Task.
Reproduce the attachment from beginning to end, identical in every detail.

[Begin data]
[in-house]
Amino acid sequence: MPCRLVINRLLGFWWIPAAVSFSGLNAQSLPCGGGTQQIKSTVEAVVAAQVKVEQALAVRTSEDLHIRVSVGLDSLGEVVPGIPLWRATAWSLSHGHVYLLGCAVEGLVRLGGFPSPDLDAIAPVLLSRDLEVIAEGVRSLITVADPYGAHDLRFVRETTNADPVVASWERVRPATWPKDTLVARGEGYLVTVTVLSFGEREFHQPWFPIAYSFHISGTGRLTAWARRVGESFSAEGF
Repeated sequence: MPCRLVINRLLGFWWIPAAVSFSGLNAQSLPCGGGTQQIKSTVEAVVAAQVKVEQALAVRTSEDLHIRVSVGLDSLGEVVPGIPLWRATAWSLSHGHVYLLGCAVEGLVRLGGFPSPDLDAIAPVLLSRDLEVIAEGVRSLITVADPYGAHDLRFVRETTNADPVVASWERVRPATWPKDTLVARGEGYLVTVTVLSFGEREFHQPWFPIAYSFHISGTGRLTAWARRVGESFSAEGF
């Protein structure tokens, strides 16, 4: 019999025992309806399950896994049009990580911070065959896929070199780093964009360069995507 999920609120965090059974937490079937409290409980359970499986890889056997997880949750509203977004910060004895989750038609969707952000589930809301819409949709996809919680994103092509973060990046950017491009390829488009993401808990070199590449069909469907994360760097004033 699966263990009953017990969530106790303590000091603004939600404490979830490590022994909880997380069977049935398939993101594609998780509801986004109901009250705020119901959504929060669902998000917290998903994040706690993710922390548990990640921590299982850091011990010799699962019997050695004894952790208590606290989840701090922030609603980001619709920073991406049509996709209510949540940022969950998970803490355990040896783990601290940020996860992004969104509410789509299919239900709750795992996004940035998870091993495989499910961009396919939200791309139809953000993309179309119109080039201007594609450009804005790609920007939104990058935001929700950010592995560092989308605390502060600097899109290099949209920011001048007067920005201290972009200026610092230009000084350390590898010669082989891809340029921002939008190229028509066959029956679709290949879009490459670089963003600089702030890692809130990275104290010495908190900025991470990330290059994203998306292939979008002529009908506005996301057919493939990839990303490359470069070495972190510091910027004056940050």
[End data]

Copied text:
[in-house]
Amino acid sequence: MPCRLVINRLLGFWWIPAAVSFSGLNAQSLPCGGGTQQIKSTVEAVVAAQVKVEQALAVRTSEDLHIRVSVGLDSLGEVVPGIPLWRATAWSLSHGHVYLLGCAVEGLVRLGGFPSPDLDAIAPVLLSRDLEVIAEGVRSLITVADPYGAHDLRFVRETTNADPVVASWERVRPATWPKDTLVARGEGYLVTVTVLSFGEREFHQPWFPIAYSFHISGTGRLTAWARRVGESFSAEGF
Repeated sequence: MPCRLVINRLLGFWWIPAAVSFSGLNAQSLPCGGGTQQIKSTVEAVVAAQVKVEQALAVRTSEDLHIRVSVGLDSLGEVVPGIPLWRATAWSLSHGHVYLLGCAVEGLVRLGGFPSPDLDAIAPVLLSRDLEVIAEGVRSLITVADPYGAHDLRFVRETTNADPVVASWERVRPATWPKDTLVARGEGYLVTVTVLSFGEREFHQPWFPIAYSFHISGTGRLTAWARRVGESFSAEGF
């Protein structure tokens, strides 16, 4: 019999025992309806399950896994049009990580911070065959896929070199780093964009360069995507 999920609120965090059974937490079937409290409980359970499986890889056997997880949750509203977004910060004895989750038609969707952000589930809301819409949709996809919680994103092509973060990046950017491009390829488009993401808990070199590449069909469907994360760097004033 699966263990009953017990969530106790303590000091603004939600404490979830490590022994909880997380069977049935398939993101594609998780509801986004109901009250705020119901959504929060669902998000917290998903994040706690993710922390548990990640921590299982850091011990010799699962019997050695004894952790208590606290989840701090922030609603980001619709920073991406049509996709209510949540940022969950998970803490355990040896783990601290940020996860992004969104509410789509299919239900709750795992996004940035998870091993495989499910961009396919939200791309139809953000993309179309119109080039201007594609450009804005790609920007939104990058935001929700950010592995560092989308605390502060600097899109290099949209920011001048007067920005201290972009200026610092230009000084350390590898010669082989891809340029921002939008190229028509066959029956679709290949879009490459670089963003600089702030890692809130990275104290010495908190900025991470990330290059994203998306292939979008002529009908506005996301057919493939990839990303490359470069070495972190510091910027004056940050």